Book review: Overcoming Anxiety and Depression on the Autism Spectrum by Lee Wilkinson, PhD


depressionWe often fear what we can’t control or don’t understand. Fortunately, education is a powerful antidote and the information Dr. Wilkinson presents in his book, Overcoming Anxiety and Depression on the Autism Spectrum: A Self-Help Guide Using CBT, definitely delivers. Not only does it equip the reader with a better understanding of the processes involved with anxiety and depression but it offers therapeutic strategies that will increase a person’s feeling of control as well. What more could one ask for?

This self-help guide is for individuals in early to mid adulthood that may possess autistic traits, whether officially diagnosed with an Autism Spectrum Disorder or not. It is an effective tool for individuals challenged by anxiety and depression who want to improve their psychological wellbeing. The book itself is extremely helpful on it’s own but can always be combined with personal therapy sessions to make larger strides at a faster pace.

Dr. Wilkinson starts by slowly encouraging the reader to begin a journey into a better understanding of who they are, how they (their brain) functions and what they can do to manage their feelings. Each chapter takes them one step forward to acquiring new ways of thinking and doing.

The focus of this book is strength based and in no way does it attempt to eliminate, cure or change a person’s autistic traits. Instead it concentrates on empowering the individual with Cognitive Behavioral Therapy (CBT) skills. CBT addresses cognitive dysfunction by challenging irrational beliefs and thoughts and replacing them with positive thoughts, feelings and beliefs for better emotional health. The result being that one can live life with the confidence and knowledge that they can manage these destructive thoughts and feelings whenever they appear.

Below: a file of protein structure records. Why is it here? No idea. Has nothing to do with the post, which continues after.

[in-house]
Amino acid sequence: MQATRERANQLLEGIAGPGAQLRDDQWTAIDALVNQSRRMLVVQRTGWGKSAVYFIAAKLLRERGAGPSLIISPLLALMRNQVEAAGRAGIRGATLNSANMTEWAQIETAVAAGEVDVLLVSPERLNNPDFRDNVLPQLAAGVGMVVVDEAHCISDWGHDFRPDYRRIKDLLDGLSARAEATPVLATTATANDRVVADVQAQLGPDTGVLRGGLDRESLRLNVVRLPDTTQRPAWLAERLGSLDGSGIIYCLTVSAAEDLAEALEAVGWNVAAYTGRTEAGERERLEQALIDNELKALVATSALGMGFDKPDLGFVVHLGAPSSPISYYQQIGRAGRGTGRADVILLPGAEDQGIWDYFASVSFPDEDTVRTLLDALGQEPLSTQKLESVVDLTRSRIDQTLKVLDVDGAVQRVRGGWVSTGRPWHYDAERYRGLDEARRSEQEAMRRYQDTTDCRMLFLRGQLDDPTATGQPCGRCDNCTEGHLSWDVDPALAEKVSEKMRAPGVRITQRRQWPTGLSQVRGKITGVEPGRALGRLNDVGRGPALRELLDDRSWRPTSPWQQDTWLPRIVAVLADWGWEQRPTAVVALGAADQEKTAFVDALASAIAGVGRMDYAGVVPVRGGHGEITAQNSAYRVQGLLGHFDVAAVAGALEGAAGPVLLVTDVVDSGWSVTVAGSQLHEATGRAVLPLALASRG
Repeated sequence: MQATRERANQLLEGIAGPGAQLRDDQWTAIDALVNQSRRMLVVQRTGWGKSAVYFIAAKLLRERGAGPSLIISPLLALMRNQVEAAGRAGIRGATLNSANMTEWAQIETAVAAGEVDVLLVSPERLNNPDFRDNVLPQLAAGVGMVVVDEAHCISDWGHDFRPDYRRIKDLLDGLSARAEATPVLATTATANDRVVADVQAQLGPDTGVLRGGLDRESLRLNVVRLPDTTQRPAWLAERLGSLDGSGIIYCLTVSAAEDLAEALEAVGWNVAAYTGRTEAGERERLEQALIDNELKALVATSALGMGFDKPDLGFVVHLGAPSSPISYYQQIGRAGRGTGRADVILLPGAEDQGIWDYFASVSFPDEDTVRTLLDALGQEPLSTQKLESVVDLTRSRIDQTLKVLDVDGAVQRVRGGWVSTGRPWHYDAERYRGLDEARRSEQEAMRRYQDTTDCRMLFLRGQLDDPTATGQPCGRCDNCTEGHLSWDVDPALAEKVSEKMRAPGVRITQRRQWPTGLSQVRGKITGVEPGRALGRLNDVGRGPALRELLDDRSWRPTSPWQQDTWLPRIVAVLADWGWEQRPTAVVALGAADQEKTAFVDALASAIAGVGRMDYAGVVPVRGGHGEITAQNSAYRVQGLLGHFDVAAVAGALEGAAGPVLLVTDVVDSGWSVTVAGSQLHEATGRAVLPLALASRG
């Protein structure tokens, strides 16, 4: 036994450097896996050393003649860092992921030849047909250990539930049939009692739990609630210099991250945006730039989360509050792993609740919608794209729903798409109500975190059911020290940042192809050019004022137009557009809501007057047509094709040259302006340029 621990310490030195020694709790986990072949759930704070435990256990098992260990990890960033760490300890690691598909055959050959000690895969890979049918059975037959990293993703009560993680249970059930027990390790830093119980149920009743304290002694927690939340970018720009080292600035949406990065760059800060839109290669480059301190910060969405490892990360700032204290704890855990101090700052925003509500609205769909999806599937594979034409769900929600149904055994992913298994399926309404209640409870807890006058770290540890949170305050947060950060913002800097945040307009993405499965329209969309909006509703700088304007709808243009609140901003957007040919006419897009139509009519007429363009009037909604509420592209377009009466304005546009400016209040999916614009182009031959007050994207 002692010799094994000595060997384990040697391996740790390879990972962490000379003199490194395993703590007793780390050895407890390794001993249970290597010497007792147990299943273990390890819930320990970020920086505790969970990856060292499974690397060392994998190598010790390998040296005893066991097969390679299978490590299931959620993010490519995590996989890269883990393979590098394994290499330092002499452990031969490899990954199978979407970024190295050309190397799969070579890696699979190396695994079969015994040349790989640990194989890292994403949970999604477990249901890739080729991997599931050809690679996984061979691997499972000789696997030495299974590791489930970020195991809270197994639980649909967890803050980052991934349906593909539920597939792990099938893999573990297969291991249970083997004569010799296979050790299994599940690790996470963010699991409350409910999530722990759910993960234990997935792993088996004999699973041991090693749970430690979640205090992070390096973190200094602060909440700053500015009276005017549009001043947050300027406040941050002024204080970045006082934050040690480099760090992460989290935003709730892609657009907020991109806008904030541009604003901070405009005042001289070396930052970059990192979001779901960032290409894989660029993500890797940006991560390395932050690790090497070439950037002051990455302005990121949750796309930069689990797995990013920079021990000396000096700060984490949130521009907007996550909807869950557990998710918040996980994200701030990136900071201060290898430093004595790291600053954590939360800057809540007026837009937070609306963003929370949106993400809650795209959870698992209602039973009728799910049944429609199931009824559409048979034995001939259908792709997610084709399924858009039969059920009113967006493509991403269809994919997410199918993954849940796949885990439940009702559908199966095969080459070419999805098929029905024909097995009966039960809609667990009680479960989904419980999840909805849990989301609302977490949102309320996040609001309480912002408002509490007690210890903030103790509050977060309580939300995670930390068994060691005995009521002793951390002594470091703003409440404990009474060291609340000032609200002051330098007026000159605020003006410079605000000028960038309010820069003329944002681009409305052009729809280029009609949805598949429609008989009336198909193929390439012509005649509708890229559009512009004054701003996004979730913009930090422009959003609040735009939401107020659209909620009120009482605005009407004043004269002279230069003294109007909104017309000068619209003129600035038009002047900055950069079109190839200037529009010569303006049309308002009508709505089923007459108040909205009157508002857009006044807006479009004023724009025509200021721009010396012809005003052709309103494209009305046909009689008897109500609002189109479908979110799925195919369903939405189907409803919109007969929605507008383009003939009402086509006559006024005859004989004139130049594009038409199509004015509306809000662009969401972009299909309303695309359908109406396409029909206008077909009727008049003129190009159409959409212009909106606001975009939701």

Other highlights worthy of mention:

– I always like a book that explains how it is set up. The author clarifies what to expect in each chapter beyond the one to five words in the Chapter Title. Dr. Wilkinson wrote the book to build upon itself. The foundation he sets in the earlier chapters help facilitates a better understanding of the information in latter chapters.

– The book also provides many user-friendly, evidence-based tools – the Adult Autism Quotient, Empathy Quotient, and Systemizing Quotient – that will enhance self-awareness and self-acceptance. These are located in the back of the book and many of these forms are also available in downloadable format that can be printed.

– Best of all, the author introduces us to new terminology with the term/acronym ASC, Autism Spectrum Condition, as opposed to ASD, Autism Spectrum Disorder. Other experts have previously introduced this particular language in an attempt to emphasize a condition that includes strengths as well as challenges. Describing autism as a condition has a more positive connotation and normalizes it to a set of attributes shared by ALL individuals in the general population.

All in all, this book provides hope – a beacon of light at the end of the tunnel that will gently guide the reader to the other side. It functions as a road map, affirming there is a way out that will lead to better decision making skills and management of thoughts and emotions.

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